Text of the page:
Vasectomy or vasectomy repair

Vasectomy is a method used to prevent sperm flow from the testicles/epididymis to the prostate and to provide birth control. It is a permanent application and is extremely difficult to recycle.

 

Varicocele

It is a very common disease that occurs with “enlargement” of testicular vessels. Enlarged veins negatively affect the temperature increase in the testicles and thus sperm production. Varicocelectomy, that is, varicocele surgery, is an operation performed by a urologist for pain, male infertility and hormonal disorders of the testicles.

 

Hypogonadism (testicular failure)

It is a condition in which the testicles are insufficient in both hormone production and sperm production. There are hormonal or structural causes. Diagnosis is made with advanced hormone tests and appropriate treatment is given. If the testicles are structurally inadequate, the method of obtaining sperm by biopsy (TESE) can be applied.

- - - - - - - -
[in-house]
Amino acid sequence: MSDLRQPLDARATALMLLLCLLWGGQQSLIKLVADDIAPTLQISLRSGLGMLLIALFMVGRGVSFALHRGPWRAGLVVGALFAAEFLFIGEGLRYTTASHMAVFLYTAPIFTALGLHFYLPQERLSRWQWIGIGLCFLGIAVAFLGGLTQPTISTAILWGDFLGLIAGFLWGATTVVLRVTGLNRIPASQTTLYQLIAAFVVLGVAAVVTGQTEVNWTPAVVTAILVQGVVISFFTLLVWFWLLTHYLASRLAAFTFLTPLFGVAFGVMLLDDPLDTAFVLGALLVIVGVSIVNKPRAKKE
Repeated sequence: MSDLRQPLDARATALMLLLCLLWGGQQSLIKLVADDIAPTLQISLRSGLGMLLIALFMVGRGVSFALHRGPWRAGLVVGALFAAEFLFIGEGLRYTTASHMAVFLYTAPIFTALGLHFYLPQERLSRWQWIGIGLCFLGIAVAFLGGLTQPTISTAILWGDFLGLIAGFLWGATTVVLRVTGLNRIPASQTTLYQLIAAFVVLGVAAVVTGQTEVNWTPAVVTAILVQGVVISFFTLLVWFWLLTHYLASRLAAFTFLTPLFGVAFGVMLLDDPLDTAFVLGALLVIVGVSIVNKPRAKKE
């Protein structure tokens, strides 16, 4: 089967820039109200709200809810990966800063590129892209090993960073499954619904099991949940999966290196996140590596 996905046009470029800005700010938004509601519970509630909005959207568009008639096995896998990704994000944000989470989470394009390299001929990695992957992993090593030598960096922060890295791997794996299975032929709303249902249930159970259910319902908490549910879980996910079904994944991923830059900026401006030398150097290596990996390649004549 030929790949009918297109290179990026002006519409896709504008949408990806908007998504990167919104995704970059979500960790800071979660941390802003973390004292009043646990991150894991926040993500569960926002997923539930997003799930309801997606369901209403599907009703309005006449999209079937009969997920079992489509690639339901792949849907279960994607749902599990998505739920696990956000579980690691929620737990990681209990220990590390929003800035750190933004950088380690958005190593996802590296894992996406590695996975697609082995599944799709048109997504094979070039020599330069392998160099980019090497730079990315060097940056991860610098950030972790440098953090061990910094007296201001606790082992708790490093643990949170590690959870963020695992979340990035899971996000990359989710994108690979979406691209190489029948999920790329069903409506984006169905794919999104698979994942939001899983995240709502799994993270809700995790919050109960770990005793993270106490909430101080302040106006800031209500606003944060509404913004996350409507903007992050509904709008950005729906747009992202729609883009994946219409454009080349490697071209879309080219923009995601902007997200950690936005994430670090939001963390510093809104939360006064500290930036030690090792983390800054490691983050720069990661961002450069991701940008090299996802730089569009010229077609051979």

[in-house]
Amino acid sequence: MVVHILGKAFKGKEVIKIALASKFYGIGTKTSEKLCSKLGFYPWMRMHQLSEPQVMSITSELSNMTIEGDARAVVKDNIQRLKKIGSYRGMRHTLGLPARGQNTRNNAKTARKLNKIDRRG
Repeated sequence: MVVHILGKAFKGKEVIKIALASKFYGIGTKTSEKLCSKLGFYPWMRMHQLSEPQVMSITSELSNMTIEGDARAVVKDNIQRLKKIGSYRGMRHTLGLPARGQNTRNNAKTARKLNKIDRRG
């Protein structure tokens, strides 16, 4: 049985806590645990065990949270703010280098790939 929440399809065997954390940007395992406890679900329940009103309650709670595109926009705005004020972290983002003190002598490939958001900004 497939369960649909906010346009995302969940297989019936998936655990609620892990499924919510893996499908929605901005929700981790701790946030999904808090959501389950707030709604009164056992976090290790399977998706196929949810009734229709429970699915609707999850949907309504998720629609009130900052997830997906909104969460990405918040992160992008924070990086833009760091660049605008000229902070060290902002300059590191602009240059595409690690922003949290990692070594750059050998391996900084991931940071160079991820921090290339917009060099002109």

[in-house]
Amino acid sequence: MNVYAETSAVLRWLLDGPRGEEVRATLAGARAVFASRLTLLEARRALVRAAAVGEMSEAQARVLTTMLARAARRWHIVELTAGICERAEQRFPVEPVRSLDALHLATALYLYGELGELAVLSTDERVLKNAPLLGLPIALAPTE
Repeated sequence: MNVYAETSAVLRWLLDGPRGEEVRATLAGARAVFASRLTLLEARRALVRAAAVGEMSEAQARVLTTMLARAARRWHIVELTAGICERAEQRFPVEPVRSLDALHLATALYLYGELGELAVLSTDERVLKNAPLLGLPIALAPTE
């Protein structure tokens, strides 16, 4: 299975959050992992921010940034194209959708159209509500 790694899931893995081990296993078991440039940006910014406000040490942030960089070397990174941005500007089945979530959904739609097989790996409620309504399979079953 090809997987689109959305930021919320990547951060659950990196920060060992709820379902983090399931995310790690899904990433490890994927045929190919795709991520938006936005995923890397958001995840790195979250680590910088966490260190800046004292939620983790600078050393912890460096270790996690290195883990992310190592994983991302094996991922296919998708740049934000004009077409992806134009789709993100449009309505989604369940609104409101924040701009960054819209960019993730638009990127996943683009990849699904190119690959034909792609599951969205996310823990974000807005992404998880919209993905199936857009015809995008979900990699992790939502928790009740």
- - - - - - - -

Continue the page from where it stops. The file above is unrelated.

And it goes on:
Cryptorchidism, occult testicles, undescended testicles

It is the absence of one or both testicles in the scrotum, the egg sac. It is the most common congenital disease of the male genitalia. It is present in almost 1% of 1 year old children. It should be corrected by one year. Sperm retrieval is limited in later corrections.

 

Infection of the genital tract

Urogenital infections are among the treatable causes of male infertility.

Urethritis-Urethra Infection

Prostatitis-Prostate Infection

Orchitis-Testicular Infection

Epididymitis-Epididymis Infection

 

The urologists arrange the appropriate treatment according to the semen swab and culture tests.

 

Testicular cancers

It is the most common cause of cancer in 15-40 men. It is the cause of 1% of male infertility. Testicular cancer causes a decrease in semen quality. Sperm freezing is recommended before testicular removal. Because cancer treatment will further reduce the quality of semen. It is a disease that requires many years of follow-up.